This week we took a look round the galleries at the new arts hub in Singapore, Gillman Barracks. Whilst a little out of the way, its well worth a visit to the area to see a lot of interesting art in one place. It’s a great local and international mix, featuring both emerging and established artists. This week’s visit seemed to be themed by capturing light quality, plus the use of lines and dots.
At the Tomio Koyama gallery, we were drawn into the wonderful and complex paintings of Zhao Xuebing that you can see below. “Central Park” is a series of work featuring the woods and undergrowth of New Yorks famed green area. At a glance, the contours in the paintings are blurry and the edges seem to be like ink spreading on paper. However, the details consist of fine interwoven strokes, which Zhao repetitively applies on the canvas. Standing back, the monochrome deep blue colour, holds a very rich and evocative depth. The artist is inspired by Chinese traditional ink painting, although the media is oil on canvas.
Zhao says, “Lines have characteristic of freedom and energy, and at the same time require thoughts and compositions I like pure lines and the relationship they have with each other.” The artist’s depiction of light and shade, dappled movement of leaves overhead, and beams of light penetrating the treetop canopy is expressive and enchanting.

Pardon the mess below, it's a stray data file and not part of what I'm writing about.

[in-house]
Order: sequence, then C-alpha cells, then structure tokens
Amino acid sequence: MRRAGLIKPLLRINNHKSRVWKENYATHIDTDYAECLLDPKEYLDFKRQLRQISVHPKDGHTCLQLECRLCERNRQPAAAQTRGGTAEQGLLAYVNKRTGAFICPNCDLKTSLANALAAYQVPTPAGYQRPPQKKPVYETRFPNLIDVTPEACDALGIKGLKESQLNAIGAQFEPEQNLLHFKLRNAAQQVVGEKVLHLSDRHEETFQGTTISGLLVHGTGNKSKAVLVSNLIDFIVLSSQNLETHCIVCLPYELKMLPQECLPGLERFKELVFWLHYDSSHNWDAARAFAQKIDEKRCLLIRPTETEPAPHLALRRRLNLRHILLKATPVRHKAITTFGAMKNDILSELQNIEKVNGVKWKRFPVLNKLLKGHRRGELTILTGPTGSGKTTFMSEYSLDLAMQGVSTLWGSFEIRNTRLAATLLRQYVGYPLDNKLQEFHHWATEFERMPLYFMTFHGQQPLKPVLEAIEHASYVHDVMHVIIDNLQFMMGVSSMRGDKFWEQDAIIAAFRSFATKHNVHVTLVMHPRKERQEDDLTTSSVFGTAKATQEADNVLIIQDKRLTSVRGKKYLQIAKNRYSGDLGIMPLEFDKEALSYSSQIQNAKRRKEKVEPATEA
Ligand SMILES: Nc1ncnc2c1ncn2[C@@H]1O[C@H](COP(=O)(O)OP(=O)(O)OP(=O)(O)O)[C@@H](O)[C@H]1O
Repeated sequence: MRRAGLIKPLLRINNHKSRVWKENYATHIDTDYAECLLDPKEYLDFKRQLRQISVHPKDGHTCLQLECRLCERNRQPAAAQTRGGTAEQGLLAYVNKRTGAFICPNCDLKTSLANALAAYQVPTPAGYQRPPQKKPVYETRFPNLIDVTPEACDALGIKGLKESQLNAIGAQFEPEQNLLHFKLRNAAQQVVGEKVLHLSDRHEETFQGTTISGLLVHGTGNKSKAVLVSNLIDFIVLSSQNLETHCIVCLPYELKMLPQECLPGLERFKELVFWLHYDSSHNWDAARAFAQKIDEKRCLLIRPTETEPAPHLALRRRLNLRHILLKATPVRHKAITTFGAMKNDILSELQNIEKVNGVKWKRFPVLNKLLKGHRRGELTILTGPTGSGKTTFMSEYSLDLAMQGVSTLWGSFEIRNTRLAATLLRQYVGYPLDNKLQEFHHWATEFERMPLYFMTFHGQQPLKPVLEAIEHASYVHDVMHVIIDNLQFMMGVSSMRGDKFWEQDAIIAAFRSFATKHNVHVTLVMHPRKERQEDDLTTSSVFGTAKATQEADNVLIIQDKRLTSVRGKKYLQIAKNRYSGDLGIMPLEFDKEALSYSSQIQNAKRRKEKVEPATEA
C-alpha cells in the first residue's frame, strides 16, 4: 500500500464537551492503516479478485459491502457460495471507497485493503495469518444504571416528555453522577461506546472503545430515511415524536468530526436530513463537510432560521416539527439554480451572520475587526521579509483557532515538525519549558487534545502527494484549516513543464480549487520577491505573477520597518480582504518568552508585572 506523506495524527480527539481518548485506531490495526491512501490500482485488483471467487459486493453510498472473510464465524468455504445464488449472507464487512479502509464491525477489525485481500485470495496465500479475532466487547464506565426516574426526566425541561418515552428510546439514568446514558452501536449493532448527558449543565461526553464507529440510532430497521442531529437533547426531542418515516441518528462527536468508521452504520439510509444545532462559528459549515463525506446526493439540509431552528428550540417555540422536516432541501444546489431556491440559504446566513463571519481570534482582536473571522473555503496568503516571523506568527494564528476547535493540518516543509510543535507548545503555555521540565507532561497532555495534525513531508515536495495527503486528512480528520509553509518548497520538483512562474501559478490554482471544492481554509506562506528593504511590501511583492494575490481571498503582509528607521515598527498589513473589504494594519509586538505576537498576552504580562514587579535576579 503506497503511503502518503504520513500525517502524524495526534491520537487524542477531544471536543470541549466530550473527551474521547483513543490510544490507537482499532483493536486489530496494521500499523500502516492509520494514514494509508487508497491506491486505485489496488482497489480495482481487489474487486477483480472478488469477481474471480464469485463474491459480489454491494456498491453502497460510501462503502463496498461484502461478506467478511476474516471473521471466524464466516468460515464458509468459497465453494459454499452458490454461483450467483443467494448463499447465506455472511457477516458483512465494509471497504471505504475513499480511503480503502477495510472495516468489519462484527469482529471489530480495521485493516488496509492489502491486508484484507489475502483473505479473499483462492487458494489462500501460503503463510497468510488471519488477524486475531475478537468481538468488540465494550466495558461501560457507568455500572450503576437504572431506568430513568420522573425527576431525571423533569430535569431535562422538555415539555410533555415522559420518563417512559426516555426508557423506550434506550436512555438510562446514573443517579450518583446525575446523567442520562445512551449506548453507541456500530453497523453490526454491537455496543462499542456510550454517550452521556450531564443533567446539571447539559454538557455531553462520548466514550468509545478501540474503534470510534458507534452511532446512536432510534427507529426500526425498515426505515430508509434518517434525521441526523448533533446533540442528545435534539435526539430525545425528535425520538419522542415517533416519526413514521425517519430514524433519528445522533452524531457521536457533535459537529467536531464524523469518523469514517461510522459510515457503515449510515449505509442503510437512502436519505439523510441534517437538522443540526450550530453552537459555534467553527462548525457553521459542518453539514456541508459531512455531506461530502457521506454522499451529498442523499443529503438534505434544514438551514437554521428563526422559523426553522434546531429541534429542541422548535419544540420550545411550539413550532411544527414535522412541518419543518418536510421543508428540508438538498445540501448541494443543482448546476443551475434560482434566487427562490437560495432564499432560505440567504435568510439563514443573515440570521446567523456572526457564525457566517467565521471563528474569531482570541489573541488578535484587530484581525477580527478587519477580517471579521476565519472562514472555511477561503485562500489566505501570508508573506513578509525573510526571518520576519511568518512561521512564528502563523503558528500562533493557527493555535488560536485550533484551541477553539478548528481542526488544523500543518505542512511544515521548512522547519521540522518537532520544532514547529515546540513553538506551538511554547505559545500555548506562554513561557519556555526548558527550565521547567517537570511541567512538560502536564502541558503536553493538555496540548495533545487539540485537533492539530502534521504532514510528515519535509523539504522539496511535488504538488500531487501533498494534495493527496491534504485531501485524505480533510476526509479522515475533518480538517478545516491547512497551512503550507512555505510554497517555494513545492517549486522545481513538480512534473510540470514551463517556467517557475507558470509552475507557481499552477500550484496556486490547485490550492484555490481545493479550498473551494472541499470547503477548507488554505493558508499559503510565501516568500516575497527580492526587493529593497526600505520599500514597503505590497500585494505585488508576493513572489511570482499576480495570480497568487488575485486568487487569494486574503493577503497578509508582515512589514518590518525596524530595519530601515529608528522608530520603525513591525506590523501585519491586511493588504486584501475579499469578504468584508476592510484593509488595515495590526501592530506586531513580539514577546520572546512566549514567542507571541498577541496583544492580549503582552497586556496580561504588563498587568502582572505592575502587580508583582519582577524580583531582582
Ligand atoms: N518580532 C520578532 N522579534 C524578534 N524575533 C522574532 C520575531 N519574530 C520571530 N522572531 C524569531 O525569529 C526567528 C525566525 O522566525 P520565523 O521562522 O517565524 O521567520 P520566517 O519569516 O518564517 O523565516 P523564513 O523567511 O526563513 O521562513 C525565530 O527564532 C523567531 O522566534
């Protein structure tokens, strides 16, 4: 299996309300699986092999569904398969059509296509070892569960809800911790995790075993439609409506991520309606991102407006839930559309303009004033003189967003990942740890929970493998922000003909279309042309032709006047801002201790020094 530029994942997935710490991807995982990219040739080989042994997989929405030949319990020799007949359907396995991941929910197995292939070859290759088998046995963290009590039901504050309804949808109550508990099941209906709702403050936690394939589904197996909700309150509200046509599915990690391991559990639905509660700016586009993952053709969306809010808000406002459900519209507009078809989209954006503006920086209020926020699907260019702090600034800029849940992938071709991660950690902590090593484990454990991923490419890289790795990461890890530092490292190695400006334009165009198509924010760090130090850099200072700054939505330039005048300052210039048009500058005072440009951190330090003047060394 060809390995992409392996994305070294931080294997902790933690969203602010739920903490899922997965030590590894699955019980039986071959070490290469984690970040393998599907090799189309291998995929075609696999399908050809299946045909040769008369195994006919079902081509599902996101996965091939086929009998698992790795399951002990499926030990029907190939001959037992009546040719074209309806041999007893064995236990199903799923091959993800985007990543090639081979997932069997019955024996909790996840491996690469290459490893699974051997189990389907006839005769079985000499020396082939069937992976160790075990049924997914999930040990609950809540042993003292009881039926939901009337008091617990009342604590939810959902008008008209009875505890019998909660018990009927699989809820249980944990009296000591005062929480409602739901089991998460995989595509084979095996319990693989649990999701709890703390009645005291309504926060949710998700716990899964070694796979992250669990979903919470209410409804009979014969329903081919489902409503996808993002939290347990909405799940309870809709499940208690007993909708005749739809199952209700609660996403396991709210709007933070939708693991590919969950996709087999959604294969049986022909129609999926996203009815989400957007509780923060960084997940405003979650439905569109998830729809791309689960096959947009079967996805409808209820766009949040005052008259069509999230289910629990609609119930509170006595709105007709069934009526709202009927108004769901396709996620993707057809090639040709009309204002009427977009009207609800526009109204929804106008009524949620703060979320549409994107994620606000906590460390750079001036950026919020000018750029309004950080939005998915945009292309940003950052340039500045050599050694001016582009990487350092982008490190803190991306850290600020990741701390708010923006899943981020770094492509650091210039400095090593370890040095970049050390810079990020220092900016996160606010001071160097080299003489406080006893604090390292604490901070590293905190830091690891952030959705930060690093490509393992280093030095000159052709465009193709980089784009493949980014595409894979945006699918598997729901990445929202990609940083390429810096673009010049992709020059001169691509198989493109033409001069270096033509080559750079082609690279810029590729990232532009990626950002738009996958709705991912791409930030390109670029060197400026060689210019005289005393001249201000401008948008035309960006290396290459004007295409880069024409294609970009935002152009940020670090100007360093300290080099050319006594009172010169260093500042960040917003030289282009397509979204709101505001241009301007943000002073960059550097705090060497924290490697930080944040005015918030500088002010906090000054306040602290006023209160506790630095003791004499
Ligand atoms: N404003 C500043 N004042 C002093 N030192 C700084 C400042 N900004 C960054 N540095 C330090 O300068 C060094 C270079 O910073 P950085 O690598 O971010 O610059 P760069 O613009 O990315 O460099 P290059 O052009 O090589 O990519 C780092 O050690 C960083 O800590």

At Ota Fine Arts we saw ‘Love Forever’ by Yayoi Kusama – a selection of 25 limited edition silkscreens on canvas, based on Kusama’s series of black and white marker drawings from 2004 to 2007. As always, the artist draws with a quirky eye and freely alternates between abstraction and figuration. Her iconic motifs are sprinkled throughout: an eye, a woman’s profile, and always the polka dot:
Yayoi Kusama, Hymn, at Ota Fine Arts
We also visited Sundaram Tagore, a gallery originating from New York, dedicated to examining the exchange of ideas between Western and non-Western cultures. They are currently showing the work of 15 artists who explore this cross-cultural exchange: from sublime waterfalls by Japanese artist Hiroshi Senju to abstract, gestural landscapes by Mexican painter Ricardo Mazal, these artists work in diverse media and incorporate content and techniques from multiple cultures.